I have had several experiences in my life when I knew something that I should not have been able to know. One afternoon I was napping when I awoke suddenly, knowing our son was in some kind of trouble. Then the phone rang and the caller confirmed what I already knew. We are connected to one another and all the things around us in God’s wondrous world in ways that boggle the mind and inspire the soul.
Clayton Daughenbaugh, a field organizer with the Southern Utah Wilderness Alliance, told me about an unexplainable knowing that came to him while hiking one day:
“My wife and I were day hiking at Guadalupe Mountains National Park in west Texas,” Daughenbaugh said. “We had completed a climb to the top of Guadalupe Peak and were on the way down. I was walking a hundred yards or so ahead of her and was coming into a small ponderosa grove in what is otherwise a pretty wide-open Chihuahuan desert environment. I noticed the shade and the birds singing right away. As I walked further into it, a very strange feeling came over me. It was as though I was a permanent part of that place. But there was also a feeling of imminence — as though I was on the edge or verge of an infinite place and time… I was at once a small and seemingly insignificant part of the universe yet somehow also an essential part of it all. There was a presence of being that seemed to uphold and permeate all that was around me. This lasted maybe ten minutes. I found it to be a very strange experience. Yet it didn’t seem all together unfamiliar, as though I’d experienced it before.”
Eddie Ensley, author of many inspirational books about the mystery of God’s presence, tells how his Cherokee grandfather taught him to look for this “presence of being” in nature.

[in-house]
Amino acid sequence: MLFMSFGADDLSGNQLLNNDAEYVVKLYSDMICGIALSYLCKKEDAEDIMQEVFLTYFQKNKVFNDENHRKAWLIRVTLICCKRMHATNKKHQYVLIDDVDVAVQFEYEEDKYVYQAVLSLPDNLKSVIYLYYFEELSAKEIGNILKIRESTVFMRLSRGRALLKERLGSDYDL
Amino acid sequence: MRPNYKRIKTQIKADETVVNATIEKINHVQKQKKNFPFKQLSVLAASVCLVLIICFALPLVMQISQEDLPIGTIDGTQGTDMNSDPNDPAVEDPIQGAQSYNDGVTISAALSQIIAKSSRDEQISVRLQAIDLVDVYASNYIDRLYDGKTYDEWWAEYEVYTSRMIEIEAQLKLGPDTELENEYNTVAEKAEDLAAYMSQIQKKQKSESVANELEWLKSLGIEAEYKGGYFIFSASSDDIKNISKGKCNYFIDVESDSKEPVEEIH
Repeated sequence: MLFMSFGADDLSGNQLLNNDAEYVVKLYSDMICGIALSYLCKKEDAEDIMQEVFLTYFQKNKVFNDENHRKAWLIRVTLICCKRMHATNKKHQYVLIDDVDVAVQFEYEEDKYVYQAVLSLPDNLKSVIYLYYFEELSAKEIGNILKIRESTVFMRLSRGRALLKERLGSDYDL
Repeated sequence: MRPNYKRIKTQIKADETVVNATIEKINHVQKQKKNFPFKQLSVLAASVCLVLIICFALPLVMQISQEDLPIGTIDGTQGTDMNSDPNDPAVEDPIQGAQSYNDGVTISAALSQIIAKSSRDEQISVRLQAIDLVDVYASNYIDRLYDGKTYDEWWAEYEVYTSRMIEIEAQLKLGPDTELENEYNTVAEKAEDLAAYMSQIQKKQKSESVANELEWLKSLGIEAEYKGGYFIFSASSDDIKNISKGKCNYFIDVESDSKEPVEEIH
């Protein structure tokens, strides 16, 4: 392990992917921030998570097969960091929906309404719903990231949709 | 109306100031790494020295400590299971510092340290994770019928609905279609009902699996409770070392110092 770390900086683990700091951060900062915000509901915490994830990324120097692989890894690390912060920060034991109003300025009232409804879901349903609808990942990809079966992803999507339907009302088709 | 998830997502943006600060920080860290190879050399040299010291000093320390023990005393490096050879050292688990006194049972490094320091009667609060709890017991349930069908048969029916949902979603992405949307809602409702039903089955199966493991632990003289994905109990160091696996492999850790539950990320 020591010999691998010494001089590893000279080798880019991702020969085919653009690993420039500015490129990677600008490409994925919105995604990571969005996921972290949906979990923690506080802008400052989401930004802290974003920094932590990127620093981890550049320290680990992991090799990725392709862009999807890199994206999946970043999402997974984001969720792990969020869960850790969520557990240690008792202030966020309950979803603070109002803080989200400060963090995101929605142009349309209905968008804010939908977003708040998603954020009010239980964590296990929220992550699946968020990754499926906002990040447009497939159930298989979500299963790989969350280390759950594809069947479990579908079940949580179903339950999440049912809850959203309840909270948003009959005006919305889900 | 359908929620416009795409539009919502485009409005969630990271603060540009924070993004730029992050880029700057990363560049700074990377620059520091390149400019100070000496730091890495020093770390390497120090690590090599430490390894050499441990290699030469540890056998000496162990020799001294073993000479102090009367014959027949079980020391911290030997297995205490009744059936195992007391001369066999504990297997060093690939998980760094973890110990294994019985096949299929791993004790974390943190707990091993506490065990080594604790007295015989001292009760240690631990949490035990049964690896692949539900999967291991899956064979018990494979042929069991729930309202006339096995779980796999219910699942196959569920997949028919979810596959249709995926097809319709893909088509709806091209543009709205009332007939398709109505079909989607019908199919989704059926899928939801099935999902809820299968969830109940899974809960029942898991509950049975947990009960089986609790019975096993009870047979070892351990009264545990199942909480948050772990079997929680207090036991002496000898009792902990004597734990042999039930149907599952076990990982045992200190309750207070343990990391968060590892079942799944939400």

“I have a vivid memory of my grandfather standing motionless on the top of the bluff, letting his eyes soak in all that came to him,” Ensley said. “Once I asked him what he saw when he looked. I still hear his answer, rhythmic with Cherokee and Appalachian intonations.
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‘I see the dirt, the trees, the water, the skies.’
‘Why?’ I asked him. ‘Why do you look so long?’
He paused, took his pipe out of his mouth, swallowed, then slowly said, ‘If you look a long time, it will all shimmer, and you will see the glory.’”
Every living creature and every tree and bush in creation, is surrounded by energy fields. I see the shimmer and behold the glory often in the fields and forests as I walk the hills every morning. The energy is thick, almost palpable, especially in the spring and summer. It is invigorating, empowering; I hear it singing in the ripples as the creek water rolls over the rocks under the bridge near our house, in the croaking of the frogs, and the shrill cry of the eagle diving for its prey.
Elizabeth Barrett Browning wrote: “Earth’s crammed with heaven, And every common bush afire with God.”